Of course, obesity is not driven only by food consumption and food choices. Reduced physical activity resulting from use of motorized vehicles, in particular, reduces energy expenditure at the expense of increasing greenhouse gas emissions. In one study, it was shown that cycling to work just 1 day per week can reduce an individual’s greenhouse gas emissions by over 65% — and cycling to work can have the same effect as dedicated exercise periods on weight loss and obesity. A win-win.
Multiple other diseases are also closely linked to the environment. Particulate matter of 2.5 microns or less in size (known as PM2.5) is often used as a quantitative measure of environmental air pollution. Perhaps everyone knows that exacerbation of lung diseases such as asthma is closely linked to the prevalence of PM2.5 in the atmosphere.
But less appreciated are other disorders or deficiencies that we don’t normally associate with the environment. For example, vitamin D deficiency is closely linked to PM2.5 exposure. And, relevant to the ongoing pandemic, vitamin D deficiency is associated with more severe COVID-19. Other disorders linked to PM2.5 levels include low birth weight (and did you know that low birth weight is a risk factor for obesity in adulthood?), thyroid disorders, infertility (think about the alarmingly diminishing rates of global fertility), and certain kinds of cancers.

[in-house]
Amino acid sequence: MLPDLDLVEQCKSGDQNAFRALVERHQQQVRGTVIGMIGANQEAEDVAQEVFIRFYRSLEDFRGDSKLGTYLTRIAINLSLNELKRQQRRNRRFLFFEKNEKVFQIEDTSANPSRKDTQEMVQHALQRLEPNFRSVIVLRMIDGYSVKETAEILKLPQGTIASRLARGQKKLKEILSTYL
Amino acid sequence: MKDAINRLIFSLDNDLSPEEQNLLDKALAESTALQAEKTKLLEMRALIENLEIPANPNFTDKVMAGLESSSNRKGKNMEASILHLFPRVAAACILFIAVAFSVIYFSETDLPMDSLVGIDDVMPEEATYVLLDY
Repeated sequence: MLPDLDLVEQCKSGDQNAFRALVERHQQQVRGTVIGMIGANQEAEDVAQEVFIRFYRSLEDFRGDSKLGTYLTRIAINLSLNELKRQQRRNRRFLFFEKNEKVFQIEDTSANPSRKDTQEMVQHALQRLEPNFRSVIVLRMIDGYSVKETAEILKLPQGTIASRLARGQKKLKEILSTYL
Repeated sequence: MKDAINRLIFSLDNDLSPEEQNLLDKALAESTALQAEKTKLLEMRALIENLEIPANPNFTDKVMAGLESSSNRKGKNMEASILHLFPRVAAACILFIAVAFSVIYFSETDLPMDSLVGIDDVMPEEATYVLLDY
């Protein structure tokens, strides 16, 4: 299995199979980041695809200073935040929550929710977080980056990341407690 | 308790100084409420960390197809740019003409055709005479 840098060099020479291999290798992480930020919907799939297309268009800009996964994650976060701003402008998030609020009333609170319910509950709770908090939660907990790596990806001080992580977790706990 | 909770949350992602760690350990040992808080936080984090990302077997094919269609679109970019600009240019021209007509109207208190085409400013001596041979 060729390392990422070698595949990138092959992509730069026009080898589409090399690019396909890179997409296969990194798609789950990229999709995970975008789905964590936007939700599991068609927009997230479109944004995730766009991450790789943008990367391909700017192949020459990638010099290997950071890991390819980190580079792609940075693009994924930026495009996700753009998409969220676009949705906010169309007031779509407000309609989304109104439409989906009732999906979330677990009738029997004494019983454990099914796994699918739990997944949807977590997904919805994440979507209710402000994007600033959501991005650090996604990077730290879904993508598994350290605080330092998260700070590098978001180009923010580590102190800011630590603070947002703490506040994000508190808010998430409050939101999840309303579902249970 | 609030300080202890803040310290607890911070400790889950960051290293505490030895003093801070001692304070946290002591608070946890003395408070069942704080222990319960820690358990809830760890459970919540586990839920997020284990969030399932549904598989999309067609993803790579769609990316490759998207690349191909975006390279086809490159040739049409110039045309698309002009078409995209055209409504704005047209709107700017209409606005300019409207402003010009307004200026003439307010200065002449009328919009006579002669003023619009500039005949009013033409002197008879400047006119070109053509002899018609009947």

So, where does this link between health and the environment leave us? The enormity of the effects of the environment on health is enough to make you feel a personal sense of futility. That’s a justifiable feeling. As individuals who care about health, imagine instead doing your part by reducing your own carbon footprint — for your own health, if not for others’.